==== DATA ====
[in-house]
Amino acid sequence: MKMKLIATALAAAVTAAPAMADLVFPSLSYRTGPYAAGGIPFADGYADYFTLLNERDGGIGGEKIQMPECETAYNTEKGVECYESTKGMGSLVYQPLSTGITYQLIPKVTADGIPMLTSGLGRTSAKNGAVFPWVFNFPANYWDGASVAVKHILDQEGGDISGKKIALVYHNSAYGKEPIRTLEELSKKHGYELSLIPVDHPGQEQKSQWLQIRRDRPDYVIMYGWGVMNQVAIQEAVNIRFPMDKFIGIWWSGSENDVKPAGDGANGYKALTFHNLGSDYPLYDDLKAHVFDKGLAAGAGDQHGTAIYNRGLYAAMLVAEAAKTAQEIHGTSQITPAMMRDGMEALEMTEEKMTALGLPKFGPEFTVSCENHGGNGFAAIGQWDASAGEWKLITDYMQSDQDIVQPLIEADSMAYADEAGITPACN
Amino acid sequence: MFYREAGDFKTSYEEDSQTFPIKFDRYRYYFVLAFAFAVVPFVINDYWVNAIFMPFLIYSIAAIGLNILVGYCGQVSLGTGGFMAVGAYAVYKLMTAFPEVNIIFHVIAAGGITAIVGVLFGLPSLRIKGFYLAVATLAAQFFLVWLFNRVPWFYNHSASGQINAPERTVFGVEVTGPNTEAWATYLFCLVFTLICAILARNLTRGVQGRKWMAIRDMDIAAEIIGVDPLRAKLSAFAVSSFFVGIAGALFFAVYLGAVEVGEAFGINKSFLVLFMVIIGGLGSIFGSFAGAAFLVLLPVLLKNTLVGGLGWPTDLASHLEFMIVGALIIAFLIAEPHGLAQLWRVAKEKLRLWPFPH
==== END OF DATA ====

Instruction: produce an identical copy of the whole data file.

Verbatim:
[in-house]
Amino acid sequence: MKMKLIATALAAAVTAAPAMADLVFPSLSYRTGPYAAGGIPFADGYADYFTLLNERDGGIGGEKIQMPECETAYNTEKGVECYESTKGMGSLVYQPLSTGITYQLIPKVTADGIPMLTSGLGRTSAKNGAVFPWVFNFPANYWDGASVAVKHILDQEGGDISGKKIALVYHNSAYGKEPIRTLEELSKKHGYELSLIPVDHPGQEQKSQWLQIRRDRPDYVIMYGWGVMNQVAIQEAVNIRFPMDKFIGIWWSGSENDVKPAGDGANGYKALTFHNLGSDYPLYDDLKAHVFDKGLAAGAGDQHGTAIYNRGLYAAMLVAEAAKTAQEIHGTSQITPAMMRDGMEALEMTEEKMTALGLPKFGPEFTVSCENHGGNGFAAIGQWDASAGEWKLITDYMQSDQDIVQPLIEADSMAYADEAGITPACN
Amino acid sequence: MFYREAGDFKTSYEEDSQTFPIKFDRYRYYFVLAFAFAVVPFVINDYWVNAIFMPFLIYSIAAIGLNILVGYCGQVSLGTGGFMAVGAYAVYKLMTAFPEVNIIFHVIAAGGITAIVGVLFGLPSLRIKGFYLAVATLAAQFFLVWLFNRVPWFYNHSASGQINAPERTVFGVEVTGPNTEAWATYLFCLVFTLICAILARNLTRGVQGRKWMAIRDMDIAAEIIGVDPLRAKLSAFAVSSFFVGIAGALFFAVYLGAVEVGEAFGINKSFLVLFMVIIGGLGSIFGSFAGAAFLVLLPVLLKNTLVGGLGWPTDLASHLEFMIVGALIIAFLIAEPHGLAQLWRVAKEKLRLWPFPH